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List.MaxN is a Power Query M function that returns the maximum value(s) in a list based on specified count or condition and an optional comparisonCriteria. The function returns a list of maximum values meeting the specified criteria.

Compatible with: Power BI Service Power BI Desktop Excel Microsoft 365


   list as list,
   countOrCondition as any,
   optional comparisonCriteria as any,
   optional includeNulls as nullable logical,
) as list
ListSpecifies the list from which the maximum value will be extracted.
countOrConditionOptionalSpecifies the number of values to return or a filtering condition. If a number is specified, a list of up to countOrCondition items in ascending order is returned. If a condition is specified, a list of items that initially meet the condition is returned. Once an item fails the condition, no further items are considered. If this parameter is null, the single smallest value in the list is returned.
Comparison CriteriaOptionalSets the rules for comparing list values, such as case-insensitive matching with Comparer.OrdinalIgnoreCase or culture-specific comparisons using Comparer.FromCulture. If not specified, it defaults to Comparer.Ordinal.
includeNullsOptionalAllows you to include or exclude null values in the comparison by setting it to true or false. If left unspecified, nulls are ignored.


The List.MaxN function in the Power Query M language is designed to extract a specified number of the largest elements from a given list. This function is highly customizable, allowing you to set conditions for the values you wish to retrieve and specify how these values should be compared. The result is a new list containing the largest values based on the criteria you’ve set.


Let’s explore how we can use List.MaxN effectively with some practical examples.

Basic usage

Imagine you have a list of integers and you want to grab the top three largest numbers. The List.MaxN function simplifies this process for you:

// Output: { 40, 20, 10 }
List.MaxN( {10, 20, 5, 40, 1}, 3 )

In this example, the function organizes the list in descending order and returns the three largest integers: 40, 20, and 10.

What if your list contains a mix of data types, such as numbers and text? The List.MaxN function can still find the largest values based on the data type:

//  Output:{ "banana", "apple" }
List.MaxN( {10, "apple", 5, "banana"}, 2)

Here, the function discerns the two largest values, “banana” and “apple,” and returns them in a new list.

Dealing with Empty Lists

If you find yourself dealing with an empty list, List.MaxN will return an empty list as well:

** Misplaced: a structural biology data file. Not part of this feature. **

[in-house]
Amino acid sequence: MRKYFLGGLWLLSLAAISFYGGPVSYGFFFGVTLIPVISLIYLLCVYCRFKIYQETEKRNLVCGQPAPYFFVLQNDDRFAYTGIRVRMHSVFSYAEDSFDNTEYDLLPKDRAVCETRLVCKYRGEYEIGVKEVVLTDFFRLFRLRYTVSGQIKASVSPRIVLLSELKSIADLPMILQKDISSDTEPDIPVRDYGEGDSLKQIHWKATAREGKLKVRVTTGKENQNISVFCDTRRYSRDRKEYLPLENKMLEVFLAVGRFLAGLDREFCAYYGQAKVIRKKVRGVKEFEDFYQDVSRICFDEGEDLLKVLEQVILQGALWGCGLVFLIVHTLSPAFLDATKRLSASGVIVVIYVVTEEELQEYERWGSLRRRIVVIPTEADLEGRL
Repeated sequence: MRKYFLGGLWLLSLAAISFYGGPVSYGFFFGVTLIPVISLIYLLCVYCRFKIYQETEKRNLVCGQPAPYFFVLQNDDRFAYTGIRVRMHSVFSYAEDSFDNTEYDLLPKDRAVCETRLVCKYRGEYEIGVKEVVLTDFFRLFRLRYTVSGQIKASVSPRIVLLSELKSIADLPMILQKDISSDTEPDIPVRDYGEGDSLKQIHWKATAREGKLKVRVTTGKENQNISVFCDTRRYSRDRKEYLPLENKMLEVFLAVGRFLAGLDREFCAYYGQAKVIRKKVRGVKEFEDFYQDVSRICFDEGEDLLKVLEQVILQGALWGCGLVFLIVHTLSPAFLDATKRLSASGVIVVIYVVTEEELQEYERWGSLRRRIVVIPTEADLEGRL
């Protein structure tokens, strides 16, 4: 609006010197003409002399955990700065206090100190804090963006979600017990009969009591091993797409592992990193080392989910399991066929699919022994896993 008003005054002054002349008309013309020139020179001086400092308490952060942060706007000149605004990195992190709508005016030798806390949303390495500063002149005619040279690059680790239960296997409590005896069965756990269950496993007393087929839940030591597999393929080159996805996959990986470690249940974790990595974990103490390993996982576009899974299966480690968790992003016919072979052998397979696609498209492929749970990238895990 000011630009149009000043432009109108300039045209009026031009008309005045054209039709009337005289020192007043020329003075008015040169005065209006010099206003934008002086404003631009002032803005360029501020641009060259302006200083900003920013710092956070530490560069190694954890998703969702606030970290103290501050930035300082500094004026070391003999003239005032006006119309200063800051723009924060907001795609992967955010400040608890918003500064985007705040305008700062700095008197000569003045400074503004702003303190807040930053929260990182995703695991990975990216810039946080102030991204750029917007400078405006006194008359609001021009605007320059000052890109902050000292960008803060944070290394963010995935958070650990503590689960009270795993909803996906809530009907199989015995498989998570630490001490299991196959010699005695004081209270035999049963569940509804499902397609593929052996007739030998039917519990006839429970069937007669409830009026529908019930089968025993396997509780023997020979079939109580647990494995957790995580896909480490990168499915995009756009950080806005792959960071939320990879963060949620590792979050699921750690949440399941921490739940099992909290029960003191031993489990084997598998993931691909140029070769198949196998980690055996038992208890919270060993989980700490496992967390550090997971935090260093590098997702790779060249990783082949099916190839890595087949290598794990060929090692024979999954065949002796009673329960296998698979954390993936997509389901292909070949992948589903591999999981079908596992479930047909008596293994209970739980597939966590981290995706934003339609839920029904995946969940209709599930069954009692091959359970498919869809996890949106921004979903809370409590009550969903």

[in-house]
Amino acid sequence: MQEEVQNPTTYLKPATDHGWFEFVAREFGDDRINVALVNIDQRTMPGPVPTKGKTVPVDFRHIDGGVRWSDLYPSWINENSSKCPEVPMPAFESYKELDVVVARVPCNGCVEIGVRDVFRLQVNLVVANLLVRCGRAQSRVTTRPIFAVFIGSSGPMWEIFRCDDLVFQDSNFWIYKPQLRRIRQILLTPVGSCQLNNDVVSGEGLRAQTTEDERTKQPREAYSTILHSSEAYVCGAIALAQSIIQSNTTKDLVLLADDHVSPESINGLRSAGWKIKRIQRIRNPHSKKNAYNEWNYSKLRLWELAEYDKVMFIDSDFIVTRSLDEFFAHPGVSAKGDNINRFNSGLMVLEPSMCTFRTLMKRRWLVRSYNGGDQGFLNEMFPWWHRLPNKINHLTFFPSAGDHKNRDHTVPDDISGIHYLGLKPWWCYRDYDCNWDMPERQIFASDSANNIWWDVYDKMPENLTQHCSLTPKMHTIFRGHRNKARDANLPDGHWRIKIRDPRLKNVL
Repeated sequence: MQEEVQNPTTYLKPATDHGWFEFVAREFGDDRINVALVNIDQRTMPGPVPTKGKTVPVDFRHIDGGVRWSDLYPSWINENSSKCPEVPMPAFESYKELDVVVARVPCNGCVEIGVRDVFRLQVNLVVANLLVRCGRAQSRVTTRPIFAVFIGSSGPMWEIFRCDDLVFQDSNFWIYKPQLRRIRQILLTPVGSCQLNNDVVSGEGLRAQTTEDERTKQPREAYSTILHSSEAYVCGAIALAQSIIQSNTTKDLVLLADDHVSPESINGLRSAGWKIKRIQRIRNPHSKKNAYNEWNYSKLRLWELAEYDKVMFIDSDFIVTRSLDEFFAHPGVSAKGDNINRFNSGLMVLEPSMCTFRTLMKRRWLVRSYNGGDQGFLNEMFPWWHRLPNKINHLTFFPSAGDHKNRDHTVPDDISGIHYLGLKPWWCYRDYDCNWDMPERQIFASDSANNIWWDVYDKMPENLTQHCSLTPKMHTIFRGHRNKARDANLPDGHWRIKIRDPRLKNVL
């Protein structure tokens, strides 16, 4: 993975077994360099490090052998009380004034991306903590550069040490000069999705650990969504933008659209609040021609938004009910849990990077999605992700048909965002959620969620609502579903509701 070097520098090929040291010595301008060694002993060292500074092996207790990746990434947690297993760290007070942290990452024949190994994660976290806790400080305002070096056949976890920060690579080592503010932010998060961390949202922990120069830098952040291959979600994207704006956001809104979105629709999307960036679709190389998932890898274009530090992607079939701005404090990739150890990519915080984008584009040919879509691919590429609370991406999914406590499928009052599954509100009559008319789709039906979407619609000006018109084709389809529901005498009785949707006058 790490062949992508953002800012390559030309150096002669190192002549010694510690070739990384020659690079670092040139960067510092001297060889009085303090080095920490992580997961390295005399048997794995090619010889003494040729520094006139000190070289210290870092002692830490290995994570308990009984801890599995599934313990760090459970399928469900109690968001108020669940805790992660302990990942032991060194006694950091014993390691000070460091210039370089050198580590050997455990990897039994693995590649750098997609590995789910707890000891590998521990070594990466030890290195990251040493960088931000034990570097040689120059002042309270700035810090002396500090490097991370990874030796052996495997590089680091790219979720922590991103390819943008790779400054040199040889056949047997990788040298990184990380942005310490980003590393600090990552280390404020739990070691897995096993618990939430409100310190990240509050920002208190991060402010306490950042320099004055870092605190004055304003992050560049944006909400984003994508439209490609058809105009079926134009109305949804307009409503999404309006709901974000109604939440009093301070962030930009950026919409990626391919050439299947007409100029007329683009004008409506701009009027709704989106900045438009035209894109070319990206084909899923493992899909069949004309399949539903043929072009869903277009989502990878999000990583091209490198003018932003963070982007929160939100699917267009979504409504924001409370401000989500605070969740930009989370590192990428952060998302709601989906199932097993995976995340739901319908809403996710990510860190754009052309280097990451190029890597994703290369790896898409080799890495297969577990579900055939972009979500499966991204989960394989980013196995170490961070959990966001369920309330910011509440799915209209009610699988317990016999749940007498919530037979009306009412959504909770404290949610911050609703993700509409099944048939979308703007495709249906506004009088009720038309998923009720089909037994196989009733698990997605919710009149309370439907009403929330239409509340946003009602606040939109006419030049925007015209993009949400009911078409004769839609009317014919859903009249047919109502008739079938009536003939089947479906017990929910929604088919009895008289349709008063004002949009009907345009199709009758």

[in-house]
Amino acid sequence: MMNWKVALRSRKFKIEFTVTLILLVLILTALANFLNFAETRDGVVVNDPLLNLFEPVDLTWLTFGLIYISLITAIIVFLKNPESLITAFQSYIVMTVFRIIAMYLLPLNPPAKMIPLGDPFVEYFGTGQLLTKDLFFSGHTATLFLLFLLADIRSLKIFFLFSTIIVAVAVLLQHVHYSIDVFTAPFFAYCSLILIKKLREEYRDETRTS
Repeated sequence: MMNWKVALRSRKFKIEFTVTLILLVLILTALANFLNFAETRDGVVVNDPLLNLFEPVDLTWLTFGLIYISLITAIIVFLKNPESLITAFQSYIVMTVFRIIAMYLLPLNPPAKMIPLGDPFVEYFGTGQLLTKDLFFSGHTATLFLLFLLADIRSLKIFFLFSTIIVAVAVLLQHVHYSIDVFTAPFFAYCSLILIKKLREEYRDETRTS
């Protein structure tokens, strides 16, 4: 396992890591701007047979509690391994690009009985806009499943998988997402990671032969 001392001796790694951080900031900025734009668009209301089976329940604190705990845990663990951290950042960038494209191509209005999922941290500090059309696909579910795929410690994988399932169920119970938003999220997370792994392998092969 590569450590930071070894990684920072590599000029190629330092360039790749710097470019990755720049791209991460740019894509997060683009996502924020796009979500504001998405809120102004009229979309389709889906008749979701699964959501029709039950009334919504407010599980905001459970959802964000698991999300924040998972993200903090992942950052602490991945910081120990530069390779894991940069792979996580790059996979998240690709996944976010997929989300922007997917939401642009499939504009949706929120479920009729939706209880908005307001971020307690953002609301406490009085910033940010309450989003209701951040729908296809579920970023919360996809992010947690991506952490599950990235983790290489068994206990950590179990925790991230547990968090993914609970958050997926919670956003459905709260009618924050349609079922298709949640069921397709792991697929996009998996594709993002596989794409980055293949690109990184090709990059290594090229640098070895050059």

//  Output: {}
List.MaxN( {},  5)

This built-in feature ensures that your code remains error-free and robust.

When the List Contains Fewer Items Than Specified

If your list contains fewer items than the number you’ve specified, the function will still operate smoothly:

//  Output: { 20, 10 }
List.MaxN( {10, 20 }, 5 )

Adding Custom Conditions

You can also introduce custom conditions to filter the values you want to extract. The function first sorts the list in descending order and then applies the condition:

//  Output: { 40, 20 }
List.MaxN( {10, 20, 5, 40, 1}, each _ >= 20 )

In another real-world example, you might want to extract all even numbers:

//  Output: { 900, 180, 20, 6 }
  {  -500, -5, -400, 6, 20, 180, 900}, 
  each Number.IsEven(_)

This expression keeps returning values until it encounters the first value that is not even. In this case the values 900, 180, 20 and 6 are returned because the next highest value (-5) is not an even number. Remember, the function orders the input list before it applies the function.

Customizing Comparison Criteria

When it comes to comparing values, the List.MinN function offers flexibility through custom comparison criteria. By default, the function uses an ordinal comparison, which means it compares the Unicode characters of the underlying values to find the minimum.

// Output: { "c", "b", "a" }
List.MaxN(  { "a", "b", "c", "B" }, 3 )

This is equivalent to:

  { "a", "b", "c", "B" }, 

For case-insensitive comparisons, you can switch to Comparer.OrdinalIgnoreCase:

// Output: { "c", "B", "b" }
  { "a", "b", "c", "B" }, 

And for culture-sensitive comparisons, the function allows the use of Comparer.FromCulture.

// Output: { "æ", "c", "b" } 
List.MaxN( { "æ", "b", "c", "B" }, 3 )

By comparing using the Danish locale rules, the output changes.

// Output: { "c", "B", "b" }
  { "æ", "b", "c", "B" }, 
  Comparer.FromCulture( "dk-DA")

Handling Null Values

By default, List.MaxN excludes null values in the comparison:

//  Output: { 10, 10, 5 }
List.MaxN( { 10, null, 5, 10, null }, 3 )

Which is equivalent to:

  { 10, null, 5, 10, null }, 

You can choose to include null values by setting the fourth argument to true. However, since null is the first value in Unicode, this feature is generally not useful for this function.

To conclude, the List.MaxN function is useful for extracting the largest values from a list. Whether you’re dealing with numbers, mixed data types, or even empty lists, this function does it all. Its ability to handle custom conditions and comparison criteria gives you lots of options for your particular scenario.

Learn more about List.MaxN in the following articles:

Other functions related to List.MaxN are:

Contribute » | Contributors: Rick de Groot
Microsoft documentation: